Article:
Between 2014 and 2018, US fire departments responded to more than 350,000 house fires. That accounts for more than 25% of all fires in the country. Unsurprisingly, cooking and smoking are the most common reasons for residential fires; smoking fires cause more deaths. Given that many fires start in the kitchen with grilling or frying gone wrong, a working fire extinguisher can mean the difference between containment and calling 911.
But how long will your fire extinguisher last? And can it “go bad” early if you don’t store it correctly? Read on to learn more about how to properly maintain a fire extinguisher in your home and when to buy a new one.
Knowing how to use a fire extinguisher (point, aim, squeeze and sweep) is only half the battle. Maintenance habits are also a vital part of fire safety. You don’t want to reach for your extinguisher in an emergency only to find that the pin is missing, the handle is unstable or the canister is outdated.
Maintaining a fire extinguisher is not only legally required in businesses and many multi-family properties, but it’s just smart. Even single-family homes benefit from following the right protocols.
How long can a fire extinguisher last?
The average lifespan of a fire extinguisher is 10-12 years. This assumes that the extinguisher hasn’t been broken, corroded or otherwise damaged while you’ve had it.
If you store the fire extinguisher in extreme temperatures (below -40 degrees or above 120 degrees Fahrenheit) or key components get broken — the unit may not last a full decade.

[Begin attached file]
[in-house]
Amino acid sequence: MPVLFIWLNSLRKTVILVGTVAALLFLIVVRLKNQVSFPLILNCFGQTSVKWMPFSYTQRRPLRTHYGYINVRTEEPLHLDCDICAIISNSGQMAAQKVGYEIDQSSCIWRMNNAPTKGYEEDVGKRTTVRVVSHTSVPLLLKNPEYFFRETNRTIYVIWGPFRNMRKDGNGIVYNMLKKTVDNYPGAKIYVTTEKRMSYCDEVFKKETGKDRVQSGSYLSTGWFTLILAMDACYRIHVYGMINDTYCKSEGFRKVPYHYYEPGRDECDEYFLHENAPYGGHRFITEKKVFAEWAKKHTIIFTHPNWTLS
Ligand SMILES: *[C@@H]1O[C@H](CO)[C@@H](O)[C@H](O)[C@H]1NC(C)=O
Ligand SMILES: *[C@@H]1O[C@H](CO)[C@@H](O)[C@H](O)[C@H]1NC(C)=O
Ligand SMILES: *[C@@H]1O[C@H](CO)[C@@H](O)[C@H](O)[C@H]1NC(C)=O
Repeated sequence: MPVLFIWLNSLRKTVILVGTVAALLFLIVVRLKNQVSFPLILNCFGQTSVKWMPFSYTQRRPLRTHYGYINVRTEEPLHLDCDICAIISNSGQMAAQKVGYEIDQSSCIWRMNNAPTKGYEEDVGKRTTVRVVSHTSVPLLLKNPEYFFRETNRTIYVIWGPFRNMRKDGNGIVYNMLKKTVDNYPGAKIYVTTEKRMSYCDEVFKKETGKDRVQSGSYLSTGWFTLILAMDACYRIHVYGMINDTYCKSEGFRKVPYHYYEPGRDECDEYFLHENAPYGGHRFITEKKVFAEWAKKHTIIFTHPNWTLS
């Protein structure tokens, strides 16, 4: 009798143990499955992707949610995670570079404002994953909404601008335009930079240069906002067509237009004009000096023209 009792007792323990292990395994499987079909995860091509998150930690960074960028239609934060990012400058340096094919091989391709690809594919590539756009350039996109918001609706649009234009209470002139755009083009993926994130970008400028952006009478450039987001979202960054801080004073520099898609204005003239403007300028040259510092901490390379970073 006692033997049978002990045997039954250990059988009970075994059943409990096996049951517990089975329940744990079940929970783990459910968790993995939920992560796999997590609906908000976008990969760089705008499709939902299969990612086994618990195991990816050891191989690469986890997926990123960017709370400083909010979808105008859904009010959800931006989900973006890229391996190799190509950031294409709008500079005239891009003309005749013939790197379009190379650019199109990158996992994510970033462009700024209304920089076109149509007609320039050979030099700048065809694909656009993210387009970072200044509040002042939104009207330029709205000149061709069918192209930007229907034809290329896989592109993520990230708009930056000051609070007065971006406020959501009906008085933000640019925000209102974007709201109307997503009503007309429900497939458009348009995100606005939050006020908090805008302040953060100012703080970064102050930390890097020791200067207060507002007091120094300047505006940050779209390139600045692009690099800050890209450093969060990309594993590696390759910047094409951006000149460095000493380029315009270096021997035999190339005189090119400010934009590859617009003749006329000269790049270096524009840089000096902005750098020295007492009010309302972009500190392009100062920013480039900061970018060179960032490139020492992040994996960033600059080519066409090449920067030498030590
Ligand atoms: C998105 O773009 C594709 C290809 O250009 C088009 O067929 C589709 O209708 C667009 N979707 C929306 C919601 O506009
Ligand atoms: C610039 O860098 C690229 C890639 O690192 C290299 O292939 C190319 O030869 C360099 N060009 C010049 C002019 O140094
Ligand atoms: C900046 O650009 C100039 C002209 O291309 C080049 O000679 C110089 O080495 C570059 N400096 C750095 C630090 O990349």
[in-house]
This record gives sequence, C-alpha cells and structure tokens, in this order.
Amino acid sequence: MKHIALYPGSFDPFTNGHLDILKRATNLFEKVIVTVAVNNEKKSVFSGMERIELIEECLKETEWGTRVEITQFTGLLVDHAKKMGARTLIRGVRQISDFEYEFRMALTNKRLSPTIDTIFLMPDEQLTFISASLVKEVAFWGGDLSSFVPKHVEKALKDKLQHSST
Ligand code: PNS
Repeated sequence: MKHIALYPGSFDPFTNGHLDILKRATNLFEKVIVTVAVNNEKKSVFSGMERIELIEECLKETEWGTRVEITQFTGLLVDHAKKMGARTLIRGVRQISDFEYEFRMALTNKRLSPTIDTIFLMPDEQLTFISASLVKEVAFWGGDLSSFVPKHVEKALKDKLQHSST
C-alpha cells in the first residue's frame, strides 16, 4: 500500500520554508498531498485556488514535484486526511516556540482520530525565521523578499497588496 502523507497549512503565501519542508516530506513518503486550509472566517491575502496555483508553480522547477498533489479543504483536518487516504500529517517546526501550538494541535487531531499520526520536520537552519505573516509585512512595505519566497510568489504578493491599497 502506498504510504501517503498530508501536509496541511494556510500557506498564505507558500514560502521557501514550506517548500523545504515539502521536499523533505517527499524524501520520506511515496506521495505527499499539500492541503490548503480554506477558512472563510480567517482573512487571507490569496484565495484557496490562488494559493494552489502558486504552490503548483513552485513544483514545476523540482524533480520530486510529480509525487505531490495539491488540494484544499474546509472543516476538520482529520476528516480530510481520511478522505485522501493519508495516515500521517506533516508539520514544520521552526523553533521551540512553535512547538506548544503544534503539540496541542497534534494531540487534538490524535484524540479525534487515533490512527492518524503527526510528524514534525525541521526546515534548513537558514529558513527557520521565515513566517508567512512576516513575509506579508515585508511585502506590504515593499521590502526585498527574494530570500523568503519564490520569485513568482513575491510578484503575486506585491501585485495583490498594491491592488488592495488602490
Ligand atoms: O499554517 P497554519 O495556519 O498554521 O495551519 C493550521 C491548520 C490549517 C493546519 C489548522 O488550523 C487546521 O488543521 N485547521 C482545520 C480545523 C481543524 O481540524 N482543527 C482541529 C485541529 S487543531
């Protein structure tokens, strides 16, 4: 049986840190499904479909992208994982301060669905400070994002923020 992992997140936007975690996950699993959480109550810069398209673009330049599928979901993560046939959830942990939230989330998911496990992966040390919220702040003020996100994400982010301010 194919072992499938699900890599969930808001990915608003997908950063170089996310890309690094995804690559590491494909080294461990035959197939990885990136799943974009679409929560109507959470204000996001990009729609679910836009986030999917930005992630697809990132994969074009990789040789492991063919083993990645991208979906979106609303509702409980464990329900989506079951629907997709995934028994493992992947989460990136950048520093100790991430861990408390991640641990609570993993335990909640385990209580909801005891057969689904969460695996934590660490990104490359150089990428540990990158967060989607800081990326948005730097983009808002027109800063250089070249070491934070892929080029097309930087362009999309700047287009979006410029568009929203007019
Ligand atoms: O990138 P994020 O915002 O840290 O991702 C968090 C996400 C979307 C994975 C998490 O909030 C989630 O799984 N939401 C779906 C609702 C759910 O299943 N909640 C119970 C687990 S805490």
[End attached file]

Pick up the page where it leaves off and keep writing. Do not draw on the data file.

How should you maintain a fire extinguisher?
In order to maximize the lifespan of your extinguisher, you should do a periodic inspection. Check your unit at least once a year to make sure you don’t see any red flags.
Here are some things to look for:
- Make sure the tamper seal and locking pin are intact
- Look inside the nozzle to spot any rust or obstructions
- Check for leaks in and around the nozzle and top of the extinguisher
- Examine the pressure gauge to make sure it is still in the operable (green) range
- Feel the handle to ensure it’s not wobbly or broken
- Push the pressure pin in; it should pop back up to signal proper pressurization
In addition to keeping your fire extinguisher within the proper temperature range, here are some other tips for proper maintenance:
- Clean the outside of the fire extinguisher when you inspect it; extinguishers should remain free of dirt, oil and grease
- Don’t allow the unit to get dented, especially around the nozzle and handle
- Keep a written record of when you check the fire extinguisher and record the pressure
- Always keep the fire extinguisher in the same, easy-to-reach place away from chemicals and heat
When should you throw out a fire extinguisher?
In some cases, you should throw your fire extinguisher away before it reaches the end of the recommended lifespan. You don’t want to keep a unit on hand that can’t perform when you need it!
In these circumstances, you should replace your fire extinguisher right away instead of waiting until the 12-year mark:
- If there is a product recall for your fire extinguisher, follow the manufacturer’s instructions for getting a refund/replacement right away